Project description:Food and diet were class markers in nineteenth-century Ireland, which became evident as nearly one million people, primarily the poor and destitute, died as a consequence of the notorious Great Famine of 1845–1852. Famine took hold after a blight (Phytophthora infestans) destroyed the only means of subsistence—the potato crop—for a significant proportion of the population. This study seeks to elucidate the variability of diet in mid-nineteenth-century Ireland through microparticle and proteomic analysis of human dental calculus samples (n = 42) from victims of the Famine. The sample derives from remains of people who died between August 1847 and March 1851 while receiving poor relief as inmates in the union workhouse in the city of Kilkenny (52°39’N, -7°15’W). The results corroborate the historical accounts of food provisions before and during the Famine, with evidence of corn (maize), potato and cereal starch granules from the microparticle analysis and milk proteins from the proteomic analysis. Unexpectedly, there is also evidence of egg proteins—a food source generally reserved only for export and the better-off social classes—which highlights the variability of the Famine experience for those who died. Through historical contextualisation, this study shows how the notoriously monotonous potato diet of the nineteenth-century Irish poor was supplemented by other foodstuffs on an opportunistic basis. While the Great Irish Famine was one of the worst subsistence crises in history, it was foremost a social disaster induced by the lack of access to food and not the lack of food availability.
Project description:Phytophthora infestans (Mont.) de Bary caused the 19th century Irish Potato Famine. We assessed the genealogical history of P. infestans using sequences from portions of two nuclear genes (beta-tubulin and Ras) and several mitochondrial loci P3, (rpl14, rpl5, tRNA) and P4 (Cox1) from 94 isolates from South, Central, and North America, as well as Ireland. Summary statistics, migration analyses and the genealogy of current populations of P. infestans for both nuclear and mitochondrial loci are consistent with an "out of South America" origin for P. infestans. Mexican populations of P. infestans from the putative center of origin in Toluca Mexico harbored less nucleotide and haplotype diversity than Andean populations. Coalescent-based genealogies of all loci were congruent and demonstrate the existence of two lineages leading to present day haplotypes of P. infestans on potatoes. The oldest lineage associated with isolates from the section Anarrhichomenun including Solanum tetrapetalum from Ecuador was identified as Phytophthora andina and evolved from a common ancestor of P. infestans. Nuclear and mitochondrial haplotypes found in Toluca Mexico were derived from only one of the two lineages, whereas haplotypes from Andean populations in Peru and Ecuador were derived from both lineages. Haplotypes found in populations from the U.S. and Ireland was derived from both ancestral lineages that occur in South America suggesting a common ancestry among these populations. The geographic distribution of mutations on the rooted gene genealogies demonstrate that the oldest mutations in P. infestans originated in South America and are consistent with a South American origin.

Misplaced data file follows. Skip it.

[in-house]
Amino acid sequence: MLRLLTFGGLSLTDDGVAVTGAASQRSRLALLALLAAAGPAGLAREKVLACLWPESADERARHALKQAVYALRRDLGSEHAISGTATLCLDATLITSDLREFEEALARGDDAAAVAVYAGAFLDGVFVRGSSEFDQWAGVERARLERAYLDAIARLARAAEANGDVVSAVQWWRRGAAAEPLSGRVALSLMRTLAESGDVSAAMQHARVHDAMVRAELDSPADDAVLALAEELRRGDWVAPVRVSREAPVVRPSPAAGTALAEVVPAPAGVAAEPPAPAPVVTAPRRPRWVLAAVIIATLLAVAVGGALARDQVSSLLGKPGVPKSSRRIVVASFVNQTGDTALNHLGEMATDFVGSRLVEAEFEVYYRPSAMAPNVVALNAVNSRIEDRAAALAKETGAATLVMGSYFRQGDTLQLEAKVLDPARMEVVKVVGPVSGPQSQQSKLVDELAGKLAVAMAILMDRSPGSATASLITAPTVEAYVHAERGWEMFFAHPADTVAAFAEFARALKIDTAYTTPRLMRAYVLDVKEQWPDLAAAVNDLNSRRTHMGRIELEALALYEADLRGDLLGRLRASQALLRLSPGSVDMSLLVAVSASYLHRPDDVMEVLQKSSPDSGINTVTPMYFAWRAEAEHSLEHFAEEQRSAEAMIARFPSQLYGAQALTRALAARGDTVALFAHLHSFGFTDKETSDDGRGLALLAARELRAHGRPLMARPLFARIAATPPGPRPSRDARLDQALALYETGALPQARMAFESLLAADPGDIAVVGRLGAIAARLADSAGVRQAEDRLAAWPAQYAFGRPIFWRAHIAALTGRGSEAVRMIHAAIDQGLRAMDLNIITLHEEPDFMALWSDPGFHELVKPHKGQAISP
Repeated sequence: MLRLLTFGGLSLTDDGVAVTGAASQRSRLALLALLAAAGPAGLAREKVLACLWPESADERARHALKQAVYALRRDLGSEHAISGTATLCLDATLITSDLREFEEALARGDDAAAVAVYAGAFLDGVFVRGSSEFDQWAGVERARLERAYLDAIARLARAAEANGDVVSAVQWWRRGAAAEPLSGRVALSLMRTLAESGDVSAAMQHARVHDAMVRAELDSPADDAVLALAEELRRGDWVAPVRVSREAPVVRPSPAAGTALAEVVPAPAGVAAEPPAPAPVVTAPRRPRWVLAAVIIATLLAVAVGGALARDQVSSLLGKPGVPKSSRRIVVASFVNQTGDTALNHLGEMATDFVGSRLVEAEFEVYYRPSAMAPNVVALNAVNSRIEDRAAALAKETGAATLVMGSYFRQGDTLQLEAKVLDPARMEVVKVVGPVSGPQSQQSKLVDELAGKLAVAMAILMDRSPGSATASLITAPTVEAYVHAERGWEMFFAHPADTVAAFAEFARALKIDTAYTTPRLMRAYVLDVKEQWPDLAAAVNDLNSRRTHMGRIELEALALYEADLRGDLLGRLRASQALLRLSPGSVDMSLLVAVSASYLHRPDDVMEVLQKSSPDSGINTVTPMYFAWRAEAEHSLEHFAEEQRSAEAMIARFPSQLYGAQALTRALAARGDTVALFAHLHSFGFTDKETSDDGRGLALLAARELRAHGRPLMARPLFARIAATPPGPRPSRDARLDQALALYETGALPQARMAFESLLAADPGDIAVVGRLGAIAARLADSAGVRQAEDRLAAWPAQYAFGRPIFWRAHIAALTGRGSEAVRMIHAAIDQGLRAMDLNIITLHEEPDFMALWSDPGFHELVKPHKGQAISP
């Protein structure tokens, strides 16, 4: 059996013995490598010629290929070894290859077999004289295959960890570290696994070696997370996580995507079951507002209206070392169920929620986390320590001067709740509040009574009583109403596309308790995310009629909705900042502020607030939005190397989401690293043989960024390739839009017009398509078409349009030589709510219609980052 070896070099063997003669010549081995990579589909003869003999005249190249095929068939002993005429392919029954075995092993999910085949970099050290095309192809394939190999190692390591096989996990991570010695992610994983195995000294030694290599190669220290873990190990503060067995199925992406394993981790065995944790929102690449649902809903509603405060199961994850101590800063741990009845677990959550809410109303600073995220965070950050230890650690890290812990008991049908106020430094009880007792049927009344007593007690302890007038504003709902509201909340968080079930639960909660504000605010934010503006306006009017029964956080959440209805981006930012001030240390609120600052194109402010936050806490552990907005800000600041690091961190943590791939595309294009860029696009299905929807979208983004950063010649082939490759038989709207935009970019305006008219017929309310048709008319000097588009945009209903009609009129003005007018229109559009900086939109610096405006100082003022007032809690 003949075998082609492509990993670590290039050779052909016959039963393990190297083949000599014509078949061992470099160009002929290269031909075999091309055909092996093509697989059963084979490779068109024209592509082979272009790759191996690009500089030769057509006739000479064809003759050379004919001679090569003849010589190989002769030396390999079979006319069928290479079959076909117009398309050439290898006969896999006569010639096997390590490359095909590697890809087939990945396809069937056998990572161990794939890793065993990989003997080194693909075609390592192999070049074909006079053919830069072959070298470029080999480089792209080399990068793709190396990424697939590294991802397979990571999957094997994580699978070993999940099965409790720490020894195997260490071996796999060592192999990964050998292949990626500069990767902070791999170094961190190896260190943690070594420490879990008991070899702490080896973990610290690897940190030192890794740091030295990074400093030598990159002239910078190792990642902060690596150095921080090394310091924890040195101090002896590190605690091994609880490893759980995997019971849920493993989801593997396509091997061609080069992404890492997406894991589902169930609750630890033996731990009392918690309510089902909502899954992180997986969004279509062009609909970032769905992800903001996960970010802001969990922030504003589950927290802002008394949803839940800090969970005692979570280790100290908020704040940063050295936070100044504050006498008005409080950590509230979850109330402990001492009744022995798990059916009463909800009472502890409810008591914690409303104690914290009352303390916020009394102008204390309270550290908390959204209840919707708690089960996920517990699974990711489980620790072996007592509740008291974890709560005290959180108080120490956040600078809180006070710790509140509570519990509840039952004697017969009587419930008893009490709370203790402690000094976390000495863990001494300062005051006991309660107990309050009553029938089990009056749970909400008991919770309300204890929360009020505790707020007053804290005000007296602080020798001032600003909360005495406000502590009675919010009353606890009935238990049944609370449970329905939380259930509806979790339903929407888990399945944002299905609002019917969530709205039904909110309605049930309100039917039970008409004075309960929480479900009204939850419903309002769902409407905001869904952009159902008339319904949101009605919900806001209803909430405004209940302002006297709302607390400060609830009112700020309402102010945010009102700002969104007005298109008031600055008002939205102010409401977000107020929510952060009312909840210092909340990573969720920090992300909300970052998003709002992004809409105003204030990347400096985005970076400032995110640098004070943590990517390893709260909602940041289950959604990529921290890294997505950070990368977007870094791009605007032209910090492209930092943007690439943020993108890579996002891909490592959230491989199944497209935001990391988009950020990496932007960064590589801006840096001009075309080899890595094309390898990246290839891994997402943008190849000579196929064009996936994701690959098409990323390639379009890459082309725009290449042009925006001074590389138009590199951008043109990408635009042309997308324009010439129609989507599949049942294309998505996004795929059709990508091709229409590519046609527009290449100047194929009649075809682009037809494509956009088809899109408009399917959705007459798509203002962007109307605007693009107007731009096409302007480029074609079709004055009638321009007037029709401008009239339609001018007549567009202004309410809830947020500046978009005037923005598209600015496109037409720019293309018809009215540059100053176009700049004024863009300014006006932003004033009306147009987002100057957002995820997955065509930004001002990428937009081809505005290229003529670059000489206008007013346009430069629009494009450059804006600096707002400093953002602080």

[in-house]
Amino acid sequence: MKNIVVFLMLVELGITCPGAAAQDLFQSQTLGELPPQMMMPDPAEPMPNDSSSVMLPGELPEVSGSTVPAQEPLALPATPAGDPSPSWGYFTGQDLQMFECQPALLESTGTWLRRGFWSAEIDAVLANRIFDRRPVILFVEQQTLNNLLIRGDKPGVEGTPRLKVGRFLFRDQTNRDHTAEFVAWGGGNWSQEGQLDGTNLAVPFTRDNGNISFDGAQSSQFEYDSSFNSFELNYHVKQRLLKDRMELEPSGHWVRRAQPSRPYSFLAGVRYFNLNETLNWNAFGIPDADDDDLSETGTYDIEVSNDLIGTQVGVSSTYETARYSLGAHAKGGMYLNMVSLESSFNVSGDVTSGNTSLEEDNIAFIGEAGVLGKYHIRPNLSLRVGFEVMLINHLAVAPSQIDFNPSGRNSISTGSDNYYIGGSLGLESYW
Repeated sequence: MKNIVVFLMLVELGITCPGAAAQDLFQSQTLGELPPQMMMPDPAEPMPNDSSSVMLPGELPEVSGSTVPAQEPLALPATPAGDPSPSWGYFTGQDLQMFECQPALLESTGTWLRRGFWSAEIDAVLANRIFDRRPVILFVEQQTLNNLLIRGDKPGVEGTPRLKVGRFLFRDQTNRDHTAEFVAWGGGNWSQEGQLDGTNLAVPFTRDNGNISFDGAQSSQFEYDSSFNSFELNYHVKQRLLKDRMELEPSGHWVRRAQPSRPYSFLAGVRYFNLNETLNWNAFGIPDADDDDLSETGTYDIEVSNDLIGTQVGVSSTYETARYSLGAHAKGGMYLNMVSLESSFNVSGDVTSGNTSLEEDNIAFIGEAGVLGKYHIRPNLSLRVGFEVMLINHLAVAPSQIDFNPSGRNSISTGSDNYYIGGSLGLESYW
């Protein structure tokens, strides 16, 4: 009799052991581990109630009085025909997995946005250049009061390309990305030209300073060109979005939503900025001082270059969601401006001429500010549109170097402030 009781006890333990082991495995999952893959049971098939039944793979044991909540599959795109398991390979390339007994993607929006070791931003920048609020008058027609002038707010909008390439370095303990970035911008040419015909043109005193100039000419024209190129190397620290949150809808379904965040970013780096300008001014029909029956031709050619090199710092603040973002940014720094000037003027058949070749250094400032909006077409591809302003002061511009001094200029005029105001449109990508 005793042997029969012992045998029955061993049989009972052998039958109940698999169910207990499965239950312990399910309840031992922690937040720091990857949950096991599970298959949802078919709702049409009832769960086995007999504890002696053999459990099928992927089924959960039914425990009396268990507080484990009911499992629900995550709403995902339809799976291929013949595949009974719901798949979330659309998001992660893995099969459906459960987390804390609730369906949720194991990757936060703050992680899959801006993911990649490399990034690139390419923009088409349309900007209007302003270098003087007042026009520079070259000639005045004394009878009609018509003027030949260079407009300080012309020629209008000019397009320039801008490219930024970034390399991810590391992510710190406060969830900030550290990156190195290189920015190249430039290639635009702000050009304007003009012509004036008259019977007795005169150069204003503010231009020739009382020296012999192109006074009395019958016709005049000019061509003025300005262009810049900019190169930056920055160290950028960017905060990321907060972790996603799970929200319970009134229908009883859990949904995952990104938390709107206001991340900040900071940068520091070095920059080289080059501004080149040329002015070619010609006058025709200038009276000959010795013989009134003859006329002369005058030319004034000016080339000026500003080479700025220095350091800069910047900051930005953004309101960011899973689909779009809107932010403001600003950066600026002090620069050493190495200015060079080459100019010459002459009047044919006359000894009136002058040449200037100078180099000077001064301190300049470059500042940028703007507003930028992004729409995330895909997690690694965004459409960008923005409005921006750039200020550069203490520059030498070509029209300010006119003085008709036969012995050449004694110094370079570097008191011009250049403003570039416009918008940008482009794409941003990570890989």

Project description:Pest and pathogen losses jeopardise global food security and ever since the 19(th) century Irish famine, potato late blight has exemplified this threat. The causal oomycete pathogen, Phytophthora infestans, undergoes major population shifts in agricultural systems via the successive emergence and migration of asexual lineages. The phenotypic and genotypic bases of these selective sweeps are largely unknown but management strategies need to adapt to reflect the changing pathogen population. Here, we used molecular markers to document the emergence of a lineage, termed 13_A2, in the European P. infestans population, and its rapid displacement of other lineages to exceed 75% of the pathogen population across Great Britain in less than three years. We show that isolates of the 13_A2 lineage are among the most aggressive on cultivated potatoes, outcompete other aggressive lineages in the field, and overcome previously effective forms of plant host resistance. Genome analyses of a 13_A2 isolate revealed extensive genetic and expression polymorphisms particularly in effector genes. Copy number variations, gene gains and losses, amino-acid replacements and changes in expression patterns of disease effector genes within the 13_A2 isolate likely contribute to enhanced virulence and aggressiveness to drive this population displacement. Importantly, 13_A2 isolates carry intact and in planta induced Avrblb1, Avrblb2 and Avrvnt1 effector genes that trigger resistance in potato lines carrying the corresponding R immune receptor genes Rpi-blb1, Rpi-blb2, and Rpi-vnt1.1. These findings point towards a strategy for deploying genetic resistance to mitigate the impact of the 13_A2 lineage and illustrate how pathogen population monitoring, combined with genome analysis, informs the management of devastating disease epidemics.